At the same time, reflecting investors’ uncertainty as to sustainability of the global recovery and ability of private sector to drive it, neither inflationary expectations nor relationship between bond yields and equities are reflecting strengthening inflationary background. In 1970s-90s, there was a strong negative relationship between bond yields and equities, reflecting markets’ consensus that central banks would vigorously step in to extinguish any (even tentative) signs of accelerating inflation and thus cause contraction of economic activity. However, since the late 1990s, the relationship between bond yields and equities has been mostly positive, implying investors’ concern that disinflation or deflation has become a far greater concern, and hence, rising bond yields were treated not as an indication of potential CBs over reach, but rather as a relief that deflation has been avoided. However, over the last six-to-twelve months, the correlations have become far more volatile, occasionally dropping into negative territory (i.e. rising bond yields coinciding with falling markets) and sometimes returning back to positive relationship.
…investors struggle to see what type of inflation & reflation climate they inhabit…
Despite an overwhelming market rhetoric of inevitability of rising inflationary pressures, there are very few signs that inflationary pressures are actually picking up in any major economy or regional block. Even in the jurisdictions with generally higher inflationary pressures (such as US and UK), the outcomes, ranging from wages to core inflation, remain exceptionally benign. At the same time, Japan and Eurozone are continuing to skirt strongly disinflationary outcomes while PPI pressures have largely dissipated in China. As can be seen below, despite having an apparently quite tight labour market, US real wages are barely expanding at 0.6%-0.7% while per hour wage growth for non-supervisory employees (82% of the US work force) is stuck at around 2.5%. Similarly, in the Eurozone wage pressures remain mostly benign (expanding at ~1.5%-2% clip), and real wages are down in both China and Japan.
There is however an argument that while labour markets are globally so distorted that wage channel and conventional Philipps curves no longer function as they are supposed to, the commodities driven inflation could be a far more significant factor. Indeed, commodities are an even more complex phenomenon than wages, encompassing a wide field of factors, ranging from demand and supply to US$ and financial intermediation. The recent run-up in CRB index (particularly oil) is prompting angst everywhere from the US pump prices to India and Indonesia.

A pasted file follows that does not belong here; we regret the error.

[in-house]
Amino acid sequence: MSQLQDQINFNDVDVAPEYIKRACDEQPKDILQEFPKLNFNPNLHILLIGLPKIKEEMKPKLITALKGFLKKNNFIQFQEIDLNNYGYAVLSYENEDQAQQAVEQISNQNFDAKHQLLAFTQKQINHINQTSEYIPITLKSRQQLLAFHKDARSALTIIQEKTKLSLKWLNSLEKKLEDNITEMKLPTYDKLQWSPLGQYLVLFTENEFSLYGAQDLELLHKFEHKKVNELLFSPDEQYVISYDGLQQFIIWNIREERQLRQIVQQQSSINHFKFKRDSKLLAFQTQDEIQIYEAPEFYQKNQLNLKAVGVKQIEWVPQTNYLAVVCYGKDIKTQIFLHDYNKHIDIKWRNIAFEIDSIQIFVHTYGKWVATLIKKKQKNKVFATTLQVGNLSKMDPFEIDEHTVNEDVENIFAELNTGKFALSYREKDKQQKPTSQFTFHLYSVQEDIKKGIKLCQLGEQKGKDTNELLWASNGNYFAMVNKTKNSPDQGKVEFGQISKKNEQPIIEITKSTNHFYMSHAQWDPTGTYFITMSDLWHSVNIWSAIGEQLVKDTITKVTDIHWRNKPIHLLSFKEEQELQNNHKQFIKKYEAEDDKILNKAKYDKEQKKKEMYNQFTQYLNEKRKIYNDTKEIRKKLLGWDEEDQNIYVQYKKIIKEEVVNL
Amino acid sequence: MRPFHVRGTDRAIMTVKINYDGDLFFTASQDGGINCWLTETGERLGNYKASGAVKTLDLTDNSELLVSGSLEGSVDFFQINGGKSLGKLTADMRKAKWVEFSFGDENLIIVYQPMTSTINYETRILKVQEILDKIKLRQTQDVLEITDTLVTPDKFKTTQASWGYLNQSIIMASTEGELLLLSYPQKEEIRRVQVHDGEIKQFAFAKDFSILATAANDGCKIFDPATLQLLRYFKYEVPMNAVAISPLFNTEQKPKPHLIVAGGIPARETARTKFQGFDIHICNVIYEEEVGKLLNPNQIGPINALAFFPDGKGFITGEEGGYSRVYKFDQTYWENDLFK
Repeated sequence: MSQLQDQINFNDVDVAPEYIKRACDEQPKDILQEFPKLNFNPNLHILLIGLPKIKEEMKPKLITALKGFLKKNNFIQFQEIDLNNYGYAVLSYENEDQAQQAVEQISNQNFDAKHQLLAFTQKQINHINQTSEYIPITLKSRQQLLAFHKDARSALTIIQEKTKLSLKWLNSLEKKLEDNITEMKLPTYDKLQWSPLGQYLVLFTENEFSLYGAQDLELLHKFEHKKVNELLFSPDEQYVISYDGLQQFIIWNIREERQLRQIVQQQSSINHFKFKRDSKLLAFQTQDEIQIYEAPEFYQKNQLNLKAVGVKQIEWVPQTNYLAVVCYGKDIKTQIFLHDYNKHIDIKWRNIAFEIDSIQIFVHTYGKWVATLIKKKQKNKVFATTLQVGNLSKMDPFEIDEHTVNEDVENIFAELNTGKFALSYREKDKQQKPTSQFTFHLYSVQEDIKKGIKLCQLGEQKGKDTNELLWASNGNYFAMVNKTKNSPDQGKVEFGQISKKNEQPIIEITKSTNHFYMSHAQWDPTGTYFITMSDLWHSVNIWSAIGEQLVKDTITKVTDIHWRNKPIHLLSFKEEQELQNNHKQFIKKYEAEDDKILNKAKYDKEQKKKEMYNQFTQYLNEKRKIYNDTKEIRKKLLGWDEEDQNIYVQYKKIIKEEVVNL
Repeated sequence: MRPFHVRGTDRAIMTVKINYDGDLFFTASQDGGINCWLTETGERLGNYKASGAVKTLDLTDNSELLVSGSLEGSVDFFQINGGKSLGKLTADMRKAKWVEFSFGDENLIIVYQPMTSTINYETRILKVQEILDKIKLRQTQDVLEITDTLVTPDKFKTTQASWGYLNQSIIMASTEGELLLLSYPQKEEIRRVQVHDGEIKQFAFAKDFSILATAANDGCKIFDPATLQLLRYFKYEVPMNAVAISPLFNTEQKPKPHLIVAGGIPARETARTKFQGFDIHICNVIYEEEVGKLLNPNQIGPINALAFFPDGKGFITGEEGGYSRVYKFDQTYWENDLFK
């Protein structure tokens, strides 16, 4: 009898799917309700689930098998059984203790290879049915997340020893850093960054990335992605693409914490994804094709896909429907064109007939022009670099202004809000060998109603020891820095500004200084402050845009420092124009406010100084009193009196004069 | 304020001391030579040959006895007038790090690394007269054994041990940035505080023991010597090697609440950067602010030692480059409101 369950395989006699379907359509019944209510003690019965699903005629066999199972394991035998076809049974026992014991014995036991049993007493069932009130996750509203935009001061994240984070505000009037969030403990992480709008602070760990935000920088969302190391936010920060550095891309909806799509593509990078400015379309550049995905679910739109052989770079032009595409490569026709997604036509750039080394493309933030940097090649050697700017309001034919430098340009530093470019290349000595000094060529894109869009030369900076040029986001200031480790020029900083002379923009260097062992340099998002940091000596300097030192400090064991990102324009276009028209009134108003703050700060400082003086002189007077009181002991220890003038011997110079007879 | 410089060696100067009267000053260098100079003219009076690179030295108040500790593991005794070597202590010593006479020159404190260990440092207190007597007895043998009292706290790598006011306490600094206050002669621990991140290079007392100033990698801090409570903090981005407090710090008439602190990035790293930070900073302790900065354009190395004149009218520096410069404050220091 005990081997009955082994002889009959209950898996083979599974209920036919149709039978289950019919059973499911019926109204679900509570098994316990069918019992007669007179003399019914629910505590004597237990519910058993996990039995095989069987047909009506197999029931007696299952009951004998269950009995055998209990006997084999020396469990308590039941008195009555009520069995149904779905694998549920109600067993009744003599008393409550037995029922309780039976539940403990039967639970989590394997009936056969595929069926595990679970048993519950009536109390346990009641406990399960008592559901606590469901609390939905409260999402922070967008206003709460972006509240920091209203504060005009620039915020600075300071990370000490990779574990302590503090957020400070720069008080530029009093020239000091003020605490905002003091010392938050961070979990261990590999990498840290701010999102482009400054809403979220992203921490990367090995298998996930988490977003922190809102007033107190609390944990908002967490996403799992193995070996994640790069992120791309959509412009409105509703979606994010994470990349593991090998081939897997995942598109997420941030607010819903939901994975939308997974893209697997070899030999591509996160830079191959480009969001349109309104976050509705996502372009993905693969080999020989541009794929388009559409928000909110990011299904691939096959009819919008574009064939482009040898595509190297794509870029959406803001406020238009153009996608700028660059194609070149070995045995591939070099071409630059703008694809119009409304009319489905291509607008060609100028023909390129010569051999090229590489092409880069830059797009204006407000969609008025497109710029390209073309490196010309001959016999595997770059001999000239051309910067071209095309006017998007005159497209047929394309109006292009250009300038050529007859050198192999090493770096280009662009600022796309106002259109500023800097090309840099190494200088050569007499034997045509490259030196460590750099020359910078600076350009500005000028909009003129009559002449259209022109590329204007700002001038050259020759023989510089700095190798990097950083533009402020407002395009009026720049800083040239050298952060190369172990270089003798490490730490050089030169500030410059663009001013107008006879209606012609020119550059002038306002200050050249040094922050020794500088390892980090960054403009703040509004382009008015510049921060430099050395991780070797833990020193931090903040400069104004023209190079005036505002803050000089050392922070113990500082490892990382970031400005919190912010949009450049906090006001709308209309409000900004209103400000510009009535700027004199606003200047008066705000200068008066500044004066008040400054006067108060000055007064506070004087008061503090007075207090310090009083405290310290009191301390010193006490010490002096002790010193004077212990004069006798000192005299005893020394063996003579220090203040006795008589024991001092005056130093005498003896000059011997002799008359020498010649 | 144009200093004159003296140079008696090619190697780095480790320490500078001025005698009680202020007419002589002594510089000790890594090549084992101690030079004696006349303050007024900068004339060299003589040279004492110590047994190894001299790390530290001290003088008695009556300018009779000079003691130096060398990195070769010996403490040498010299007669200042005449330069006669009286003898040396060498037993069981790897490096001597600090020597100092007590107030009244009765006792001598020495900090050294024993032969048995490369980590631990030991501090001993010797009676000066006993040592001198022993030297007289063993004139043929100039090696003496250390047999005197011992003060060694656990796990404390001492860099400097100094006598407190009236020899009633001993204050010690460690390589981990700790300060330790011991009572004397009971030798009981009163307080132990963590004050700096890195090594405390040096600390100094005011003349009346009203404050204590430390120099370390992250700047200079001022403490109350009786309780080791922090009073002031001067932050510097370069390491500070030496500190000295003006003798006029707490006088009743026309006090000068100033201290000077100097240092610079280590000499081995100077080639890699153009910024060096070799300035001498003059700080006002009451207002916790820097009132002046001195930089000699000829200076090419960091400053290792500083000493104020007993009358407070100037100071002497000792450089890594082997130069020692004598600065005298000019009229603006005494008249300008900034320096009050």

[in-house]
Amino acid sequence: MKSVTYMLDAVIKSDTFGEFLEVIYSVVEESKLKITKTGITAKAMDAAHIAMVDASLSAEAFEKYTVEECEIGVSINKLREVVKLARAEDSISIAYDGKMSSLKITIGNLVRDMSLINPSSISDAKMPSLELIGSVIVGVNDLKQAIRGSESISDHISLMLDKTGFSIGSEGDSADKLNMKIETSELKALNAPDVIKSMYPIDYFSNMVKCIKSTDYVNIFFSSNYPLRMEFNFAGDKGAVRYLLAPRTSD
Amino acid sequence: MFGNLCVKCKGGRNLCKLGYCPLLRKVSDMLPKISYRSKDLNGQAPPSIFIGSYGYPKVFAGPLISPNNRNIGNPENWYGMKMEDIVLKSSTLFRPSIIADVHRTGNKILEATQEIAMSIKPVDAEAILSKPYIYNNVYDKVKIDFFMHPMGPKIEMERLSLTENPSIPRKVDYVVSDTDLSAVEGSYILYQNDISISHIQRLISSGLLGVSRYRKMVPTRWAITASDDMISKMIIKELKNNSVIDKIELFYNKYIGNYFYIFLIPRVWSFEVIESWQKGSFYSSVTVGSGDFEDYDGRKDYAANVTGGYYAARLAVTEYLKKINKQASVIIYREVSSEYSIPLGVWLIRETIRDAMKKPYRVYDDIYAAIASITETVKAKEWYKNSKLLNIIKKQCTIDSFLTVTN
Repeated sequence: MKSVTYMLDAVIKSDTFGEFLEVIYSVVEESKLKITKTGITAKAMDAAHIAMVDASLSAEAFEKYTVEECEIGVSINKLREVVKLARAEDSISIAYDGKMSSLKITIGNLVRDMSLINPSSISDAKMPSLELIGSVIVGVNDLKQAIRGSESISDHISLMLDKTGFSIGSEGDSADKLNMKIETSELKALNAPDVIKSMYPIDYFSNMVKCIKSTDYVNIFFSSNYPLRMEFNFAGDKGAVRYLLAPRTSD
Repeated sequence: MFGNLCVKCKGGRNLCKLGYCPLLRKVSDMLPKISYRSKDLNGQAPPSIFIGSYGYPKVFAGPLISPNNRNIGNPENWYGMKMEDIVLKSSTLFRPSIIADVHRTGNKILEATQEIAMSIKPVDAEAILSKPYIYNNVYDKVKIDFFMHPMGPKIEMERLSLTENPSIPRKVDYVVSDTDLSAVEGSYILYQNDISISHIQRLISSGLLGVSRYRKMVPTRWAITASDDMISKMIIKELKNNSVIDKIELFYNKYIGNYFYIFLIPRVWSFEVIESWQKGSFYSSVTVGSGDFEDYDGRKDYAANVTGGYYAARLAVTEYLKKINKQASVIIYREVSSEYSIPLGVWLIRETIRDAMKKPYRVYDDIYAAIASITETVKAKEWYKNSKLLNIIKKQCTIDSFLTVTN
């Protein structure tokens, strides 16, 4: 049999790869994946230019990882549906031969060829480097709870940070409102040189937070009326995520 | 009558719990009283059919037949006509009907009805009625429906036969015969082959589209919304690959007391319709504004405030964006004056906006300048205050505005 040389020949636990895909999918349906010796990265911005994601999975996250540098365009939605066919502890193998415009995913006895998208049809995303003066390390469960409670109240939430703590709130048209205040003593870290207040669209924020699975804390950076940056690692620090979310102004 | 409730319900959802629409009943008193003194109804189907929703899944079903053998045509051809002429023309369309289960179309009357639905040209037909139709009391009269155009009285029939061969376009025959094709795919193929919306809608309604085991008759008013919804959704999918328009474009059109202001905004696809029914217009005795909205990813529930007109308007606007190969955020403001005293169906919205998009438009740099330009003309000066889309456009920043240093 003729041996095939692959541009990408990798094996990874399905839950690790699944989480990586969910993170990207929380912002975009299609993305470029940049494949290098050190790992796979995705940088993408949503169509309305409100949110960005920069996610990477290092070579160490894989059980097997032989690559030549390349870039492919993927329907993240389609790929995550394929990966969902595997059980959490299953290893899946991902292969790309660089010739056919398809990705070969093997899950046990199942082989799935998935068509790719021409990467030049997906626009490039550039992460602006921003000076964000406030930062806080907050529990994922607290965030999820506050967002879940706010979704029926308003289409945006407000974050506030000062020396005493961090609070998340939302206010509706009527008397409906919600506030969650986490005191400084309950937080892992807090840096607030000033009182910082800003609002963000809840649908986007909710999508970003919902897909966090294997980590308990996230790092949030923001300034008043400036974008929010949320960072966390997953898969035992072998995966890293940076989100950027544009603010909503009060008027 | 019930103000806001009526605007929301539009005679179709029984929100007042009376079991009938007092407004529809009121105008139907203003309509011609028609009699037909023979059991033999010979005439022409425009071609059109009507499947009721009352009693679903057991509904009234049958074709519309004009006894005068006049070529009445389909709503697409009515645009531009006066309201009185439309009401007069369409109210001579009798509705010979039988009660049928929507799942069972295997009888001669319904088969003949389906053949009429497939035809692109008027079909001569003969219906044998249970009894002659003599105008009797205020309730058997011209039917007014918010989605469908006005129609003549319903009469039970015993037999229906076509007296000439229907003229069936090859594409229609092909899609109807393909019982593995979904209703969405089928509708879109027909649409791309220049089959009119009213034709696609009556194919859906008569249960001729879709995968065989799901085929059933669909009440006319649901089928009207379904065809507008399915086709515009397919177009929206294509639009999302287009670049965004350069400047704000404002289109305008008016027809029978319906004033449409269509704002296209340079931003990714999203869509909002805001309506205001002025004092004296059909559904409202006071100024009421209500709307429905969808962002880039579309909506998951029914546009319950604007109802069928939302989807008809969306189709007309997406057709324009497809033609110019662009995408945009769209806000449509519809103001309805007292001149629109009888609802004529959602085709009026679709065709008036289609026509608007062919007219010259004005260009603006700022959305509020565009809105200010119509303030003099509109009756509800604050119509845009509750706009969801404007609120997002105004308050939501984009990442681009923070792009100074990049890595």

We maintain our view that commodities generally have a negative influence, as much as they are a tax on countries, businesses and individuals, while concentrating money in the hands of countries with low propensity to consume (such as Russia or Saudi Arabia) and removing it from countries with high propensity to consume (such as the US or India). Hence, we are concerned that for a number of reasons, commodities could input too much inflation into global economies. Unlike 2014-15, when a collapse commodities caused a significant global deflationary shock, might a commodities run-up cause higher than expected inflationary pressures? Our view remains that it is possible, although such a run-up would eventually destroy the commodity complex itself as demand would be unlikely to accommodate much higher prices.
The key country that has a great deal of bearing on the final outcome is China. It was the last time when China attempted to de-leverage in 2014-15 that caused the previous deflationary episode. On the other hand, it was also China that was the critical contributor to stabilizing and improving demand for commodities in 2016-17. As China attempts its third de-leveraging, would it provoke another collapse of the commodities complex? As discussed in our recent notes, we do not think so. We believe that it is far more likely that China would neither materially increase nor decrease its demand. This leaves supply as an argument for higher or lower prices. While it is subject to considerable uncertainty, we have never been great believers in supply side reforms. Since the 1960s, there have been only two supply-side shocks (i.e. 1973 OPEC increase in oil prices and recent shale gas revolution). However, in the absence of exceptional circumstances, supply of commodities almost always materializes from somewhere (if it is not China, it could be Australia, Brazil or Guinea). This then leaves US$ and financialization as the key remaining element, and we remain believers in generally stronger rather than weaker US$, and hence, this should moderate the underlying demand-supply side forces.